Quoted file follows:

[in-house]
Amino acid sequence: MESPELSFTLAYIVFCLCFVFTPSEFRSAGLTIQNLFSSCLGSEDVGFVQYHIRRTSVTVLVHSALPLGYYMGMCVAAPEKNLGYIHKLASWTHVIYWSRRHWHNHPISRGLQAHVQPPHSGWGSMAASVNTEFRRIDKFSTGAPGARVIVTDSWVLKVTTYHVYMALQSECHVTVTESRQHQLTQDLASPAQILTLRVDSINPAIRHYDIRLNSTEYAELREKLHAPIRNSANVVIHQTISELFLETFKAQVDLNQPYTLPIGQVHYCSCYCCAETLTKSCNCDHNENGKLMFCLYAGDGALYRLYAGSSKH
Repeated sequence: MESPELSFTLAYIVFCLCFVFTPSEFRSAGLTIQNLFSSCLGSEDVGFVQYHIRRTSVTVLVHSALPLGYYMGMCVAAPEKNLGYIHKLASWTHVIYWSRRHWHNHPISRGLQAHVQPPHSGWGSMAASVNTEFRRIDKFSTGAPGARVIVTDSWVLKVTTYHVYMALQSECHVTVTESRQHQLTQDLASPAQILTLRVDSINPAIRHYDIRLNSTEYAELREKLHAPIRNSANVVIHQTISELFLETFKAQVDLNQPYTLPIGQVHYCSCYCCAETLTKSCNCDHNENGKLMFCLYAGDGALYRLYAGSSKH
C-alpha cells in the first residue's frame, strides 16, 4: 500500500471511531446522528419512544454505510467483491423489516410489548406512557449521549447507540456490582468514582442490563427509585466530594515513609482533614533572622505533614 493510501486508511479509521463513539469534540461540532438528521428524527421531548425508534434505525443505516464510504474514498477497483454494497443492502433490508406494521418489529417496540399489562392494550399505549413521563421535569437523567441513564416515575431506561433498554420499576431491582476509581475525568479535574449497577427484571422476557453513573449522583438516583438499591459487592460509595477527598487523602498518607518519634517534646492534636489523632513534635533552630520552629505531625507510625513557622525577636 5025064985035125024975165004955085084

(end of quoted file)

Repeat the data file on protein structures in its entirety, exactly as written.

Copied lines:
[in-house]
Amino acid sequence: MESPELSFTLAYIVFCLCFVFTPSEFRSAGLTIQNLFSSCLGSEDVGFVQYHIRRTSVTVLVHSALPLGYYMGMCVAAPEKNLGYIHKLASWTHVIYWSRRHWHNHPISRGLQAHVQPPHSGWGSMAASVNTEFRRIDKFSTGAPGARVIVTDSWVLKVTTYHVYMALQSECHVTVTESRQHQLTQDLASPAQILTLRVDSINPAIRHYDIRLNSTEYAELREKLHAPIRNSANVVIHQTISELFLETFKAQVDLNQPYTLPIGQVHYCSCYCCAETLTKSCNCDHNENGKLMFCLYAGDGALYRLYAGSSKH
Repeated sequence: MESPELSFTLAYIVFCLCFVFTPSEFRSAGLTIQNLFSSCLGSEDVGFVQYHIRRTSVTVLVHSALPLGYYMGMCVAAPEKNLGYIHKLASWTHVIYWSRRHWHNHPISRGLQAHVQPPHSGWGSMAASVNTEFRRIDKFSTGAPGARVIVTDSWVLKVTTYHVYMALQSECHVTVTESRQHQLTQDLASPAQILTLRVDSINPAIRHYDIRLNSTEYAELREKLHAPIRNSANVVIHQTISELFLETFKAQVDLNQPYTLPIGQVHYCSCYCCAETLTKSCNCDHNENGKLMFCLYAGDGALYRLYAGSSKH
C-alpha cells in the first residue's frame, strides 16, 4: 500500500471511531446522528419512544454505510467483491423489516410489548406512557449521549447507540456490582468514582442490563427509585466530594515513609482533614533572622505533614 493510501486508511479509521463513539469534540461540532438528521428524527421531548425508534434505525443505516464510504474514498477497483454494497443492502433490508406494521418489529417496540399489562392494550399505549413521563421535569437523567441513564416515575431506561433498554420499576431491582476509581475525568479535574449497577427484571422476557453513573449522583438516583438499591459487592460509595477527598487523602498518607518519634517534646492534636489523632513534635533552630520552629505531625507510625513557622525577636 5025064985035125024975165004955085084